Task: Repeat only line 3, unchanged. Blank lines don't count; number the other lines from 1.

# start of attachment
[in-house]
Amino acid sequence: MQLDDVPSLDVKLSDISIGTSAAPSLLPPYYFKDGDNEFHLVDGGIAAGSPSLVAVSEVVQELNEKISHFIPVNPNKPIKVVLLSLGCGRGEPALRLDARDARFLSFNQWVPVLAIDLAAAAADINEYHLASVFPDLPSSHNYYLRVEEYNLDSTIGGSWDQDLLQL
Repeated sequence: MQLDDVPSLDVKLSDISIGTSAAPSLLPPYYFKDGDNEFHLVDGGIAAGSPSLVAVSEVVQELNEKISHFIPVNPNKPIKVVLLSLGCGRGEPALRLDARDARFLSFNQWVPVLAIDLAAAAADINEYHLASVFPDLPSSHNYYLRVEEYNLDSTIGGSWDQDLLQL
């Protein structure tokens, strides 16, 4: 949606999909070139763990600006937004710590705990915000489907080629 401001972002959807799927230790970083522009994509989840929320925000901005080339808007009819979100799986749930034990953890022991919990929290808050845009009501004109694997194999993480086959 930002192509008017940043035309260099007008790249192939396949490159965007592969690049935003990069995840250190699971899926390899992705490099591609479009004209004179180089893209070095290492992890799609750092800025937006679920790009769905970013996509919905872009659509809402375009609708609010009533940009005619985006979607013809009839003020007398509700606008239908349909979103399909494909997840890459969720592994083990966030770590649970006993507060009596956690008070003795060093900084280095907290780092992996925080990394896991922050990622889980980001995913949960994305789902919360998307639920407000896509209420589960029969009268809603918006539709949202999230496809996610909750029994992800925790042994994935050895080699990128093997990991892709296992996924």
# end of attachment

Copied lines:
Repeated sequence: MQLDDVPSLDVKLSDISIGTSAAPSLLPPYYFKDGDNEFHLVDGGIAAGSPSLVAVSEVVQELNEKISHFIPVNPNKPIKVVLLSLGCGRGEPALRLDARDARFLSFNQWVPVLAIDLAAAAADINEYHLASVFPDLPSSHNYYLRVEEYNLDSTIGGSWDQDLLQL